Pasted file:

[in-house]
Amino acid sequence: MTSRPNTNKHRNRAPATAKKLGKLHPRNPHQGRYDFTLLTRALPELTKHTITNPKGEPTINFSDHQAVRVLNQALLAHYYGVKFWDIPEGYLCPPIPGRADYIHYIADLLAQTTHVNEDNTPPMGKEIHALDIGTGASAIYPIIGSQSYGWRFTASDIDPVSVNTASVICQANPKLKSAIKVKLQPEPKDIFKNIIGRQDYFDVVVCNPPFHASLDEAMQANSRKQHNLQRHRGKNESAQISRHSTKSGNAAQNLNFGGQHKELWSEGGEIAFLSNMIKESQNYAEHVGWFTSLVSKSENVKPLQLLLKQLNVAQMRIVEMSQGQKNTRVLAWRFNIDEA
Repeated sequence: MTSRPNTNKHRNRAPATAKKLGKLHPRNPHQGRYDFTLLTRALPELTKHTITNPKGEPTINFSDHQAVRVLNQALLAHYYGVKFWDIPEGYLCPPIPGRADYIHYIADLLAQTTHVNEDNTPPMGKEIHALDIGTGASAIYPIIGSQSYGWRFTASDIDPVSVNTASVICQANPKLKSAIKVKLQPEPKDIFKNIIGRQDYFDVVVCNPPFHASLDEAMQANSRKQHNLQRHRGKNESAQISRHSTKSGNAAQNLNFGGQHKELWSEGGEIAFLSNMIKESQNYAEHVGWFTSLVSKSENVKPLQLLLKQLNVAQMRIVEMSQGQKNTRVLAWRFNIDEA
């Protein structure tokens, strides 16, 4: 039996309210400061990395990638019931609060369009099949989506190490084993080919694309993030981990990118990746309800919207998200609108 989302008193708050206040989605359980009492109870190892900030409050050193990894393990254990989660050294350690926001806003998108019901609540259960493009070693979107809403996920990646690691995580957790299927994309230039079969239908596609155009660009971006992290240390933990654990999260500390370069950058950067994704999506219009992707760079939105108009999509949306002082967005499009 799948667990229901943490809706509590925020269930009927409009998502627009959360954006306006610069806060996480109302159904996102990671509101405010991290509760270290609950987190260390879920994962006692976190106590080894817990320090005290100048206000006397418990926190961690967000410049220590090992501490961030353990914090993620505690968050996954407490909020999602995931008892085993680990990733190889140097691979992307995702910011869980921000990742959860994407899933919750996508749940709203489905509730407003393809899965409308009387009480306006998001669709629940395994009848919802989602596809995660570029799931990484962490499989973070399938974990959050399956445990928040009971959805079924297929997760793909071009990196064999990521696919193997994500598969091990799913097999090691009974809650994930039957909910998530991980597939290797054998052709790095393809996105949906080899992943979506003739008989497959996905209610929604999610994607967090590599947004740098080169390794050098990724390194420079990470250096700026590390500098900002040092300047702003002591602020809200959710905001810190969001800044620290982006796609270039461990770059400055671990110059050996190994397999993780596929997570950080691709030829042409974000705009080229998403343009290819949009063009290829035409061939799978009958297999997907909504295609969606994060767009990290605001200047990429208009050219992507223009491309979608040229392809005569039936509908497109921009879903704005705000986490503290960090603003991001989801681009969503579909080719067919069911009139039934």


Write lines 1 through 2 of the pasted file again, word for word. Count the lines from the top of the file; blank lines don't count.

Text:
[in-house]
Amino acid sequence: MTSRPNTNKHRNRAPATAKKLGKLHPRNPHQGRYDFTLLTRALPELTKHTITNPKGEPTINFSDHQAVRVLNQALLAHYYGVKFWDIPEGYLCPPIPGRADYIHYIADLLAQTTHVNEDNTPPMGKEIHALDIGTGASAIYPIIGSQSYGWRFTASDIDPVSVNTASVICQANPKLKSAIKVKLQPEPKDIFKNIIGRQDYFDVVVCNPPFHASLDEAMQANSRKQHNLQRHRGKNESAQISRHSTKSGNAAQNLNFGGQHKELWSEGGEIAFLSNMIKESQNYAEHVGWFTSLVSKSENVKPLQLLLKQLNVAQMRIVEMSQGQKNTRVLAWRFNIDEA